Several months later in 2012, American Airlines released its plan to void their labor contracts. The APFA objected to that action and countered. Within a few months American Airlines agreed to freeze pensions instead of terminating them. Full benefits accrued before the time of the freeze went into effect and remained available to employees.
Shortly thereafter, the APFA reached an agreement with US Airways and gave their support of a merger between American Airlines and US Airways with US Airways being in charge. The new agreement allowed for Voluntary Early-Out Program where flight attendants can take a single payout and retire while the US Airways’ plan allows for the merged airline to have better opportunity for industry growth and long-term job stability. The merger came into effect in February 2013.
The current agreement is in effect until 2019 when flight attendants can once again lobby for better benefits.
American Airlines Flights Attendants hourly rate of pay went into effect on 1/1/2019 as provided in Section 3-Compensation of the current contract. This pay scale is accurate as of 11/2021.
American Airlines Hourly Flight Pay
Provided below are some of the different pay components for American Airlines Flight Attendants. Refer to their contract for the complete details regarding compensation and expenses.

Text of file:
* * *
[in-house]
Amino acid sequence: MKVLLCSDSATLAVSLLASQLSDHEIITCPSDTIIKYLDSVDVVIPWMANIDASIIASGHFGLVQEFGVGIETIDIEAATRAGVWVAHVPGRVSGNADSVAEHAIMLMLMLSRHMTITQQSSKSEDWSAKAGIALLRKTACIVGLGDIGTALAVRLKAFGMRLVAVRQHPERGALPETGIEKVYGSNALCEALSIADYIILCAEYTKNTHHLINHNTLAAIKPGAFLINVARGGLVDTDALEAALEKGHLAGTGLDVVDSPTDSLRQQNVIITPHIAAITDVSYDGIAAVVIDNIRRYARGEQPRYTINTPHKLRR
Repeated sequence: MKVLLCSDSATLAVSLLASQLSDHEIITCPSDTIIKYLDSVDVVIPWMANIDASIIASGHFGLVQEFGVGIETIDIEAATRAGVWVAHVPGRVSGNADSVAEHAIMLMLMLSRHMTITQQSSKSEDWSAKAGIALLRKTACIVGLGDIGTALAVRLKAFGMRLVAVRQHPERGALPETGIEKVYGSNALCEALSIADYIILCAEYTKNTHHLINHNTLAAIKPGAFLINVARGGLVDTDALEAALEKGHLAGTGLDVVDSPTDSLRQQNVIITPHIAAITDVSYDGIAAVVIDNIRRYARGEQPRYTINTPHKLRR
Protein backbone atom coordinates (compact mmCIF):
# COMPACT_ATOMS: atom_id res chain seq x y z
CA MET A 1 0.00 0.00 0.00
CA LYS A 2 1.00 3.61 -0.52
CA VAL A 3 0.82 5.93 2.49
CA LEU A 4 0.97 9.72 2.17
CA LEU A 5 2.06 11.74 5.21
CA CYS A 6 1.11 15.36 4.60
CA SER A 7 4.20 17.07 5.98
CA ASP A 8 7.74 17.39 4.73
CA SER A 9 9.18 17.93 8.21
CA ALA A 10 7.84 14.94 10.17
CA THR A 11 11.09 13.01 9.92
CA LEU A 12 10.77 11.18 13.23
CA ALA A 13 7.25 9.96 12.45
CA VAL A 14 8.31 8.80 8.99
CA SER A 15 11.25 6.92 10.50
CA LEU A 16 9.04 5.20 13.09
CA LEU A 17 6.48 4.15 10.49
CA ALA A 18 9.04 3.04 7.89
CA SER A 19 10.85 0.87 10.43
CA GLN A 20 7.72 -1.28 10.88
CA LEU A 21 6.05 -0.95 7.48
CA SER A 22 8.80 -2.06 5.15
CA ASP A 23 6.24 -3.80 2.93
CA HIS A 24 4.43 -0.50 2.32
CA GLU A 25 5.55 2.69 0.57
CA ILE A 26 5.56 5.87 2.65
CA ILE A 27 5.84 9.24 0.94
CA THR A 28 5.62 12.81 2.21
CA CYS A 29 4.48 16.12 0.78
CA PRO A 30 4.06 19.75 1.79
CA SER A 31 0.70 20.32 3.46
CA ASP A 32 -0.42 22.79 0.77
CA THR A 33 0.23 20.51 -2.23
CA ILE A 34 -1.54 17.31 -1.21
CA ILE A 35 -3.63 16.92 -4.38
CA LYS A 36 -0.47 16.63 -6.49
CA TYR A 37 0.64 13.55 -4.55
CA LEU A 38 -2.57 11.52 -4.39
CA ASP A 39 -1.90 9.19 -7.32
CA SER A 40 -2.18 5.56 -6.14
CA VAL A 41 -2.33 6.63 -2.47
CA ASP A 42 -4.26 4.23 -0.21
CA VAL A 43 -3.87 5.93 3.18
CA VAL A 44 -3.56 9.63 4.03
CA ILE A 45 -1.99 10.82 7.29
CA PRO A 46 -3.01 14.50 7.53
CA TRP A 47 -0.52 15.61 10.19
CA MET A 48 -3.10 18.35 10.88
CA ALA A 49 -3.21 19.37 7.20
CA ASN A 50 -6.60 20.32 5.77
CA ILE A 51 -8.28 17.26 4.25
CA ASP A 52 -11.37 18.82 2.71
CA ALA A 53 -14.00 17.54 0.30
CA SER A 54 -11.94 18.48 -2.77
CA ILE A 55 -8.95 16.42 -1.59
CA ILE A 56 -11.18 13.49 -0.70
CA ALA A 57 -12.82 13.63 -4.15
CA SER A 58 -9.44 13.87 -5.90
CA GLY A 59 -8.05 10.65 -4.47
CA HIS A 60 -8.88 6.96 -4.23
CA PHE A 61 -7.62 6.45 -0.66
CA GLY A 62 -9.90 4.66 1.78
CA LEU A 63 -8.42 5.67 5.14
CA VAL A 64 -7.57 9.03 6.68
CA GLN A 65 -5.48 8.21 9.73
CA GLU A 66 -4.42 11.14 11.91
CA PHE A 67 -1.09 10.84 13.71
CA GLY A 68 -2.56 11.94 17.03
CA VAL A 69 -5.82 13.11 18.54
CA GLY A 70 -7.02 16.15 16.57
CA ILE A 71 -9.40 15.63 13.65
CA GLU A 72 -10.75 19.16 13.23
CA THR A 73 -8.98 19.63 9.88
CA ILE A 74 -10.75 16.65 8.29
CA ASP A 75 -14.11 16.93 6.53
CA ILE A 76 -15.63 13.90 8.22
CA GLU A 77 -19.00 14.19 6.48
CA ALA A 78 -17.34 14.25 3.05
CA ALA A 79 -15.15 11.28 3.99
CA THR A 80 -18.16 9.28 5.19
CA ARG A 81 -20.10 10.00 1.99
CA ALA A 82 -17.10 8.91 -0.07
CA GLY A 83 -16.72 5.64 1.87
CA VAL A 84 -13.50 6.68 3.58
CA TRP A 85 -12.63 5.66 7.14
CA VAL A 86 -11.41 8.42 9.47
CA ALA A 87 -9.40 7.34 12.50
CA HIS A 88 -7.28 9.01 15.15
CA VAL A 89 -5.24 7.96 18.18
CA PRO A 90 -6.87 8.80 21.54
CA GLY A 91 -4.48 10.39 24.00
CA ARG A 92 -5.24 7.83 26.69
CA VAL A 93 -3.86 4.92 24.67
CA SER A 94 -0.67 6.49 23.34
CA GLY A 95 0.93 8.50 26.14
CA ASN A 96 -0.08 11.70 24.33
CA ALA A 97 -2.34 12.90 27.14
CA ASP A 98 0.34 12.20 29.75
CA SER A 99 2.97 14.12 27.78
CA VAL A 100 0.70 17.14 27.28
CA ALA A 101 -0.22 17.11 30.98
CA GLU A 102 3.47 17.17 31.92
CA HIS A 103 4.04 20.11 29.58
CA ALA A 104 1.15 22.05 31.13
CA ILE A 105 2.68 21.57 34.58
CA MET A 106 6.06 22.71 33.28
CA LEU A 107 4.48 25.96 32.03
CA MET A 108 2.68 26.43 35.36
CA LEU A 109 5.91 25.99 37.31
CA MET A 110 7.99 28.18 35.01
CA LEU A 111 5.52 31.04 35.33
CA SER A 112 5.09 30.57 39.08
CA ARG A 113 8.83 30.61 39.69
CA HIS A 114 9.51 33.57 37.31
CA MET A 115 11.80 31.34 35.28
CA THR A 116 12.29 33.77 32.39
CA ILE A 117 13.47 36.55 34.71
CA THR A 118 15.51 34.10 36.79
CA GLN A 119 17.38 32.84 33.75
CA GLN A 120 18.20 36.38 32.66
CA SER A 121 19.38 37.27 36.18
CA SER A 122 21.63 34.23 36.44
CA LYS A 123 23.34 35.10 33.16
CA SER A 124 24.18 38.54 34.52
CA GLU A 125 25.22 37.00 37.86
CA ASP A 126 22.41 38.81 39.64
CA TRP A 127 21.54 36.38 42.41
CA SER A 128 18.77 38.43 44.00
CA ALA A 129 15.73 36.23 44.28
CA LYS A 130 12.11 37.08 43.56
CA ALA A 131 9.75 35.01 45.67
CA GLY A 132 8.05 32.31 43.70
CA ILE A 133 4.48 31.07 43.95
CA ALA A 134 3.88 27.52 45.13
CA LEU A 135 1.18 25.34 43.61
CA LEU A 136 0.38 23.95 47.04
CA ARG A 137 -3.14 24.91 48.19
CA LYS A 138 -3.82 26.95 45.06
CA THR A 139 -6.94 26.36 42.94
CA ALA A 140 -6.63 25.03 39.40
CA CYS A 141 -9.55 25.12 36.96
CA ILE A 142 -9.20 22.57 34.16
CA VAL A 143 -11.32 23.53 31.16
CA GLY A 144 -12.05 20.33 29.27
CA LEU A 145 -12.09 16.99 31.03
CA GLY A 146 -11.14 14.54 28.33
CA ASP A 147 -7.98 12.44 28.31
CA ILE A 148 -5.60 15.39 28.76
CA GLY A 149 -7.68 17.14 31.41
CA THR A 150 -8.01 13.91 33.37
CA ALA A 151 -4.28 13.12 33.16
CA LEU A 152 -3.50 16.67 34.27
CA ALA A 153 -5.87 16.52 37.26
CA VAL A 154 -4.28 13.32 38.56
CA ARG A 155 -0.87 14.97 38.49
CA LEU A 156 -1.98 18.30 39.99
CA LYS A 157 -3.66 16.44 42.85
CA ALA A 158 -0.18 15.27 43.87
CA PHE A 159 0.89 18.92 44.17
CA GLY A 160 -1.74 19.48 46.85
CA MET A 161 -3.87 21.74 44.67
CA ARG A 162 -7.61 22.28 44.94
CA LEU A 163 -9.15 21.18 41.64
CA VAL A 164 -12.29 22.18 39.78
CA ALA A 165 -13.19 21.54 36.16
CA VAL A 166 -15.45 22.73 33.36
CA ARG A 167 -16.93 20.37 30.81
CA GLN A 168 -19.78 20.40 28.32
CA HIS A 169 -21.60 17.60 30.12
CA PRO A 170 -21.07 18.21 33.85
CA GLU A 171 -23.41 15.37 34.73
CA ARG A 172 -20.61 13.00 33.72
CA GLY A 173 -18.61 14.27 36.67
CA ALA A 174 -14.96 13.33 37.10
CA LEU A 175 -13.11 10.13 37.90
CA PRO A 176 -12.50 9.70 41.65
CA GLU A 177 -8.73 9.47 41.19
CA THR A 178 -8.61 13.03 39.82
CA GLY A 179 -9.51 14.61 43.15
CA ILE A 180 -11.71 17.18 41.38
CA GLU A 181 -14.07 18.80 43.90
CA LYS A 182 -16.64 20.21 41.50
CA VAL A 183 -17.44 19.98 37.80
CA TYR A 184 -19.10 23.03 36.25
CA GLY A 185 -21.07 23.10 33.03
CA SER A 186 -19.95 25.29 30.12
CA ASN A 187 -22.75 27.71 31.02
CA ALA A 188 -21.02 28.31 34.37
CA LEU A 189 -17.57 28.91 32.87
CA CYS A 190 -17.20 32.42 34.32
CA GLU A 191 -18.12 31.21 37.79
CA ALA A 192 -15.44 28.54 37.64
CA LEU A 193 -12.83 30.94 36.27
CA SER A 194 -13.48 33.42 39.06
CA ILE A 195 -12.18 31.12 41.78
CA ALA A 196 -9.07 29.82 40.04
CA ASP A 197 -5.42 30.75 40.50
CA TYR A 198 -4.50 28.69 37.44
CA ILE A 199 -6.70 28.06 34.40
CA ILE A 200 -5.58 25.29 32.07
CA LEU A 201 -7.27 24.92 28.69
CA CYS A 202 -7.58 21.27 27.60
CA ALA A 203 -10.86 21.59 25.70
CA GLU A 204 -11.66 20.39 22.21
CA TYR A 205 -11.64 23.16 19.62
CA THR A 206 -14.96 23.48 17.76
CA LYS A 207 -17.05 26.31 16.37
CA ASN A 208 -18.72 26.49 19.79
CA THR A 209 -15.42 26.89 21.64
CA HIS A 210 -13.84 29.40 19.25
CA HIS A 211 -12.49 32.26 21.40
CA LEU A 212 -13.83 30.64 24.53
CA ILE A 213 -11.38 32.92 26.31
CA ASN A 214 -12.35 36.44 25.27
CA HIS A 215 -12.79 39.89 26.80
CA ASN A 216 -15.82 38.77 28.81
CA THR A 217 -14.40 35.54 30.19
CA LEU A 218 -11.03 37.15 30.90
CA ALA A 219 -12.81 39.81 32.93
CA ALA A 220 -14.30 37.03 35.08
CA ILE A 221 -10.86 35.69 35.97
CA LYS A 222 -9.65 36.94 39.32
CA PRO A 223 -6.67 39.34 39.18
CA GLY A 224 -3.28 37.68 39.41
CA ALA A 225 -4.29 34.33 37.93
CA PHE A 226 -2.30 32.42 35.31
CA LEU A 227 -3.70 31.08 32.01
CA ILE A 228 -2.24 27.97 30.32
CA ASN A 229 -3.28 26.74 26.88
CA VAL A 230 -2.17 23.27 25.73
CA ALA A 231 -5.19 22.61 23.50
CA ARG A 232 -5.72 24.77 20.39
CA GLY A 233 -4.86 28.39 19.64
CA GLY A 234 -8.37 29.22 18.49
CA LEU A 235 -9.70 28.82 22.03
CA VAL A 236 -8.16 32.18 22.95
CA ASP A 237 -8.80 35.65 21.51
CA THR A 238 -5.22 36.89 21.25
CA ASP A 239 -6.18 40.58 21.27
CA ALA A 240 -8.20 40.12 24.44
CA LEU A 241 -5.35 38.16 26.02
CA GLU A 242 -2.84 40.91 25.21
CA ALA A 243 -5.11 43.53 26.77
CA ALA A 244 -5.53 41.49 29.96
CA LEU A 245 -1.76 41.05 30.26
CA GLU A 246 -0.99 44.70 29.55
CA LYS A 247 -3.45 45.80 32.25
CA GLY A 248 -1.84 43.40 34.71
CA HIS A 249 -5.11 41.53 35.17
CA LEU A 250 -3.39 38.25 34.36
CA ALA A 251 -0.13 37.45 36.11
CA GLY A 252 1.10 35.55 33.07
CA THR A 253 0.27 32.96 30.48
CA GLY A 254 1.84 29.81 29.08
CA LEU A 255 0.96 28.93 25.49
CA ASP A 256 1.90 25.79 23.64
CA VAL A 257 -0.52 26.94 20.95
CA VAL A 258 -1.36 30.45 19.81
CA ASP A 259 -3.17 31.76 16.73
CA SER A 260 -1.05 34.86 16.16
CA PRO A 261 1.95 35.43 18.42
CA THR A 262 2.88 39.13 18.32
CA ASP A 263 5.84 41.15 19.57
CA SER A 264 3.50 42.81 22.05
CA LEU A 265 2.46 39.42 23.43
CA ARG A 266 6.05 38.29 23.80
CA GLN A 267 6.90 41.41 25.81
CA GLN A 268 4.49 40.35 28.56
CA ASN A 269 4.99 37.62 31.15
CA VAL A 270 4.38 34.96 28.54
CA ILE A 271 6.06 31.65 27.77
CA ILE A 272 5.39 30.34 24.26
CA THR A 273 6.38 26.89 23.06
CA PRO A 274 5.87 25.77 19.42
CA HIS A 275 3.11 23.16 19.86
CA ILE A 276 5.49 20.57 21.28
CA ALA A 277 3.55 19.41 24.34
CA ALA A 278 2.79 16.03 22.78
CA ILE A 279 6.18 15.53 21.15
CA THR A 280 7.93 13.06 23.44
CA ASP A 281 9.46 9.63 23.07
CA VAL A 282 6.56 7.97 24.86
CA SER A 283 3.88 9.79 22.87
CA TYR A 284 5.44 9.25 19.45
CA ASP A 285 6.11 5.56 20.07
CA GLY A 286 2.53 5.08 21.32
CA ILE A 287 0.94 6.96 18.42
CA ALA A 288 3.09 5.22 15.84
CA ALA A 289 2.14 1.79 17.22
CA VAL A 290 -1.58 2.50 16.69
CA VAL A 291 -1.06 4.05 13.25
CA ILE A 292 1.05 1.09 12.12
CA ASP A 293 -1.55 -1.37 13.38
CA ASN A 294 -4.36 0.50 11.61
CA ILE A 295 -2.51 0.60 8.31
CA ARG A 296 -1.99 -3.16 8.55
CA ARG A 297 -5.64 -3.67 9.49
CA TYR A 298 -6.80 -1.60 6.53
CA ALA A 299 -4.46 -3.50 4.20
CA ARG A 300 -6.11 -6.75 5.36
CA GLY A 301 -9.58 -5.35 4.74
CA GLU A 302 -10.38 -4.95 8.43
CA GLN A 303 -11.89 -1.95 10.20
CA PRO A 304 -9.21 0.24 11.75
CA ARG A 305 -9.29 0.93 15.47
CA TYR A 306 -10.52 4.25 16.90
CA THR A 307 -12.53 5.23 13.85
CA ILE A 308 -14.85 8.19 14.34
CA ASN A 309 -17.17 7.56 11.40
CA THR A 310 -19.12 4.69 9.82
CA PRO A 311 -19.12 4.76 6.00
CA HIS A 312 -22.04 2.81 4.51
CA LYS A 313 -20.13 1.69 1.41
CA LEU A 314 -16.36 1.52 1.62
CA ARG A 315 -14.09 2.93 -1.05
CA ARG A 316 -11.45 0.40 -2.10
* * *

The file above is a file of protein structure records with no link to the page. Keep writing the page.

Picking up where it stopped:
|Domestic Premium Pay Positions
$1.25-$3.25/hr depending on a/c
$4.75-$5.75/hr depending on a/c
Domestic Aft & Galley
$1/hr depending on a/c
|International Premium Pay Positions
$1.25-$6.50/hr depending on a/c
$5.75-$7.50/hr depending on a/c
International Aft & Galley
$1-$1.75/hr depending on a/c
|Language of Destination Pay
|Domestic Per Diem
|International Per Diem
|Ground holding pay
|$7/hr after 30min
|None unless last trip of month
|Junior Assignment Pay
|Premium Open Time
|150% Red Flagging Open Time
|Recurrent Training pay-computer/home study
|$75 for each day of recurrent or computer training
|Recurrent Training pay-class
|Call Out Pay
|Trips missed or 4.15/hrs per day if bid award not final
5% of pretax profits to eligible workers.
3% fixed contribution which is automatic + up to 2.5% matched by the company. Visit this page for more details regarding American Airlines 401(k) program for flight attendants.
American Airlines Flight Attendant Minimum Requirements
- High school diploma or GED equivalent required
- College education or two years’ customer service experience preferred
- Prior airline experience is not required
- Must be at least 20 years of age
- Must be in possession of a valid US or Foreign Passport with applicable VISAs
- Must possess the legal right to travel unrestricted to/from all countries that are served by American Airlines
- Travel documents must remain valid throughout all phases of training and employment
- Must have the right to work in the United States
- Must be willing to work any shifts including nights, weekends and holidays.
To learn more about becoming a flight attendant at American Airlines go here.